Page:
As The World Turns Actors You May Not Know Passed Away
"As the World Turns" (or "ATWT" to those in the know) was created by soap opera pioneer Irna Phillips, who wanted a show to focus on character development and follow the slower pace of life itself. She got what she desired as the show aired for a whopping 54 years from 1956 through 2010 as it followed the dramas and sagas of the Hughes family. While it’s not the longest-running soap in history ("General Hospital" is still kicking, 58 years on), it was the most-watched daytime drama for 20 years from 1958 through 1978 as 10 million people a day tuned in to see what, exactly, was making the world turn.
A show on the air for so long inevitably requires an extensive cast of characters and a number of Hollywood stars got their starts on "As the World Turns" – Amanda Seyfried, Martin Sheen, and Julianne Moore were all part of the cast before their careers took off. (In fact, Moore even returned for the series finale.) For devoted viewers, the cast of "ATWT" became idols in their own right, even those whose name may not be recognized by people who don’t tune into daytime dramas. Sadly, a number of cast members of this beloved series have passed away, so read on to find out which "ATWT" actors have died.
Throughout its 54-year run, "As the World Turns" introduced dozens (if not hundreds) of characters. Throughout it all, there was one constant: Nancy Hughes, the matriarch of the Hughes family, played by Helen Wagner. Wagner uttered the first line of the series and would go on to play Nancy for over 50 years in the longest-running character of history, solidifying her place as a soap opera legend. Nancy was an unwavering woman, who represented traditional values and propriety, and many viewers found comfort in Wagner’s solid nature in an ever-changing world. Wagner became a part of history when a live telecast of "As the World Turns" was interrupted by Walter Cronkite’s announcement of the shooting of President Kennedy, leading to what Wagner would later call her "dubious claim to fame" (via The NY Times).
Wagner got her soap start with a role as Trudy Bauer on "Guiding Light" from 1952 through 1953 and went on to star in the soap opera, "Valiant Lady." She starred opposite Charles Ruggles in the sitcom, "The World of Mr. Sweeney," before getting cast in "As the World Turns," which would dominate her time and resume for the rest of her life. "As the World Turns" was canceled in 2010 with its final episode airing in September of that year. Wagner made her final appearance in April 2010 and passed away from cancer a few weeks later in May. Her death was written into the series as characters remembered her life.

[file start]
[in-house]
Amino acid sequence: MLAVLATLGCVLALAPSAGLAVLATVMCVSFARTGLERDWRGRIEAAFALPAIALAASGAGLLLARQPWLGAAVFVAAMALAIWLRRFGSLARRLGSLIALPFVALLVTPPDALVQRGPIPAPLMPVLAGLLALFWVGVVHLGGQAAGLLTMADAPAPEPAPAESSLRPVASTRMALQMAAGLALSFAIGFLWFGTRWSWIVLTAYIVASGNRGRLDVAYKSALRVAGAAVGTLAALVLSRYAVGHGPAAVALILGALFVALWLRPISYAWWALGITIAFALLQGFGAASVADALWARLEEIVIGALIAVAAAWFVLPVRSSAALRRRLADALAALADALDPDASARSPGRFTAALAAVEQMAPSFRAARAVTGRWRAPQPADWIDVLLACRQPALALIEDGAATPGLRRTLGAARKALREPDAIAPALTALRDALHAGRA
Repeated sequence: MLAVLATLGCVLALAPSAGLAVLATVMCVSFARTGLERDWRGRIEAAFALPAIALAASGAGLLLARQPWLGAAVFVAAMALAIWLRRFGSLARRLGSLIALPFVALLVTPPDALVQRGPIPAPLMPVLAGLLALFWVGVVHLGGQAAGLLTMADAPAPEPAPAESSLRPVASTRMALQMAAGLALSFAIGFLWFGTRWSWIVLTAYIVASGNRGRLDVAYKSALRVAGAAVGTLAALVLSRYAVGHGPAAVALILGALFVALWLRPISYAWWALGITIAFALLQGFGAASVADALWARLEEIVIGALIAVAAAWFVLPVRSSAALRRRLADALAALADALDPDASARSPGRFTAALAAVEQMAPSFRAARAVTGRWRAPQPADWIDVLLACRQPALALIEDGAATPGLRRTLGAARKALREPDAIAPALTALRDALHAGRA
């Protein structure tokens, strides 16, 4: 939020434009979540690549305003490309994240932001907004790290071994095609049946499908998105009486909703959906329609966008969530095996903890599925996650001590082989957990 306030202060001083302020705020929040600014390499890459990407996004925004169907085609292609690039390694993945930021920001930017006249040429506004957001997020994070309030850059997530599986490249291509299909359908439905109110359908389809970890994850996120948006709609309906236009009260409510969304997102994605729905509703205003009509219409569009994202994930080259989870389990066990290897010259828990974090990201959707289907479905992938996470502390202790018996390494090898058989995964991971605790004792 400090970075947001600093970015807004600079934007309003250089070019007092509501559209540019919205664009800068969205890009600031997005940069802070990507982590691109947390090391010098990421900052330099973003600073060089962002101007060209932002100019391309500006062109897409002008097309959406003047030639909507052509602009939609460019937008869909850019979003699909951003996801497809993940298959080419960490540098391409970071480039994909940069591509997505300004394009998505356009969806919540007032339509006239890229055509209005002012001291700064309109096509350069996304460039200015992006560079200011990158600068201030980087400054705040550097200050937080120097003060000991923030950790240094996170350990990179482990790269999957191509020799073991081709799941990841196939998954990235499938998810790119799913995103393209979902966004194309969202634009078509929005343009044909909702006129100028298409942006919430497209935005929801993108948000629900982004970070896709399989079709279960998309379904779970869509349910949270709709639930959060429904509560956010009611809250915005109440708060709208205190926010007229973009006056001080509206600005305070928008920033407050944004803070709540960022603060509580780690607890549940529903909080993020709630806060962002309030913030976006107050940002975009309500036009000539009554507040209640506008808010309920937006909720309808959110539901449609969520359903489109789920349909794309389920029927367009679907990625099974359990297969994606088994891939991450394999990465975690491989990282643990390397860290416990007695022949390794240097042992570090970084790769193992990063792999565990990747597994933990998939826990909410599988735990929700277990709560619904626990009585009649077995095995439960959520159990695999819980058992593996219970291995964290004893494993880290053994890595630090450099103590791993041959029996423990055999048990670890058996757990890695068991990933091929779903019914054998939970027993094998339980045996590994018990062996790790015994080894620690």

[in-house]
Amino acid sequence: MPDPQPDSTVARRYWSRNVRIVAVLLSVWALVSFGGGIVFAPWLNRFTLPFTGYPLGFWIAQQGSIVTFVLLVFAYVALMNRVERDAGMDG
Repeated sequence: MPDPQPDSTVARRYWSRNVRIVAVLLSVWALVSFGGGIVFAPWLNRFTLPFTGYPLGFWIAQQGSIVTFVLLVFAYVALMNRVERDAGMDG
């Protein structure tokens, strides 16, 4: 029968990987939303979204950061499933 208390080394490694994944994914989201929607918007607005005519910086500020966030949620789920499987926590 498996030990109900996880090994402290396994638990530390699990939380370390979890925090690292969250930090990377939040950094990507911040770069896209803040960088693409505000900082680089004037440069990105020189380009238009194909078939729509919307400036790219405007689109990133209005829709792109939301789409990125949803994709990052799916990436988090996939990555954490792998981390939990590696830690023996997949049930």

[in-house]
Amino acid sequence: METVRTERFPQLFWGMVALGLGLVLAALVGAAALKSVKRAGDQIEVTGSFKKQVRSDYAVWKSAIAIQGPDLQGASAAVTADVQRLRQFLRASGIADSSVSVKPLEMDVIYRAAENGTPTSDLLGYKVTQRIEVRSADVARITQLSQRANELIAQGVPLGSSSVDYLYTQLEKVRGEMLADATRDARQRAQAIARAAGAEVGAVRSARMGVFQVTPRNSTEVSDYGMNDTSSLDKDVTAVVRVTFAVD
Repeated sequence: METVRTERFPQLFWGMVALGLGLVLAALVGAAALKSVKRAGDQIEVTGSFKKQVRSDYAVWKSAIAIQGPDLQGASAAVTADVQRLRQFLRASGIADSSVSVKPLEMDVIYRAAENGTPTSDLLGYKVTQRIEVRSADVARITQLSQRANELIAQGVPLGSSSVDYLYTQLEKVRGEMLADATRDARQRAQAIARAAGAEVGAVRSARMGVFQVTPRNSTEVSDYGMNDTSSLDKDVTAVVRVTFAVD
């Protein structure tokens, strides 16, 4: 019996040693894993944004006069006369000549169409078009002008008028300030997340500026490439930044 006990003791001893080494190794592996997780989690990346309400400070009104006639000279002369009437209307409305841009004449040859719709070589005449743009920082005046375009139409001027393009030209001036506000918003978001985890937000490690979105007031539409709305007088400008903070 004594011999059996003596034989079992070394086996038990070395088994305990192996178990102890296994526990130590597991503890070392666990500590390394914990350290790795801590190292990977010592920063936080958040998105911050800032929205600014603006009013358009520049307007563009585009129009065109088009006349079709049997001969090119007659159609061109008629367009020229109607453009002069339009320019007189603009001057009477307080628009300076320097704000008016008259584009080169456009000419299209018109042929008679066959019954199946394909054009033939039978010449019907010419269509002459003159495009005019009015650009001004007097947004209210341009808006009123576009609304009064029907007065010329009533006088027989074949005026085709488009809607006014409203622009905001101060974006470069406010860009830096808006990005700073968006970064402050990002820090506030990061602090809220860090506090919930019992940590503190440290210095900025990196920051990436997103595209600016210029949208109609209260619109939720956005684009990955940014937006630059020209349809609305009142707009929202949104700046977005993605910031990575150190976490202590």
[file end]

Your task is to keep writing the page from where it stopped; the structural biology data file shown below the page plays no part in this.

Part of what set "As the World Turns" apart was its focus on professionals such as doctors and lawyers. The series’ portrayal of these characters would go on to influence other soaps, which started to use these professions as reliable tropes for the genre (via Harvard Magazine). In the melodramatic world of soaps where any crime can and does happen, police officers are essential, and Benjamin Hendrickson’s Chief Detective Hal Munson became an indispensable thread in the fabric of "ATWT."
Hendrickson played the firm yet gentle Hal Munson for over 20 years from 1985 until his death in 2006. Munson first appears in Oakdale to investigate the evil James Stenbeck but quickly becomes embroiled in the lives of the Hughes family and others. Hendrickson was born in 1950 and got his start in theater after attending Juilliard. Prior to "ATWT," he appeared on a few soaps such as "Guiding Light" and a starring turn in "Texas." Sadly, Hendrickson died by suicide in 2006 at his home in New York. His death was later written into the series as his character was killed in the line of duty.
If you or anyone you know is having suicidal thoughts, please call the National Suicide Prevention Lifeline at 1-800-273-TALK (8255).
"As the World Turns" and "Guiding Light" were considered "sister shows" by creator Irna Phillips, so it’s no surprise that there’s some crossover with the casts of both shows. Lisa Brown first appeared on "Guiding Light" in 1980 as Nola Reardon and then in 1985, she started as Iva Snyder on "ATWT," which she would play until 1994. Iva was a troubled young woman with a difficult past, whose appearance in Oakdale shakes things up with her religious family.
Although Brown’s acting credits were limited as she only appeared on one other series –- "Loving" in 1995 –- her experience in the soap world was undeniable. In fact, she also worked as an acting coach for "Guiding Light," lending her expertise to over 1,400 episodes. Brown died from an undisclosed illness in 2021 when she was 67 and many mourned her death — including Martha Byrne, who played her daughter on "ATWT:" "Lisa was my mentor, mother, sister and so much more for my entire life … For the fans, she loved and respected you all more than you will ever know. She loved entertaining you and her appreciation for your support was immeasurable. We are devastated at the loss of an incredible woman" (via Deadline).
In the world of soaps, villains abound — and Anthony Herrera’s James Stenbeck is one of the most memorable of the series. James was introduced in 1980 as a greedy, manipulative lawyer and widower whose main interest in life is himself. In Herrera’s hands, James cheats on his partners, smuggles drugs and stolen goods, attempts murder, and the list goes on.
Herrera’s soap career began with a stint on "Search For Tomorrow" in 1975, which eventually led him to "As the World Turns." He appeared periodically on the soap, "Loving," from 1984 through 1991 and had roles in the films "Foreign Student" and "Extreme Justice" in the ’90s. Herrera was the biological father of actress Gaby Hoffmann, but the two were estranged. Herrera was diagnosed with lymphoma in 1997 and subsequently wrote a book about his experiences (2005’s "The Cancer War") and promoted the significance of stem cell research (via Stone County Enterprise). Herrera’s cancer, which had been in remission, returned and he died in 2011 at the age of 67.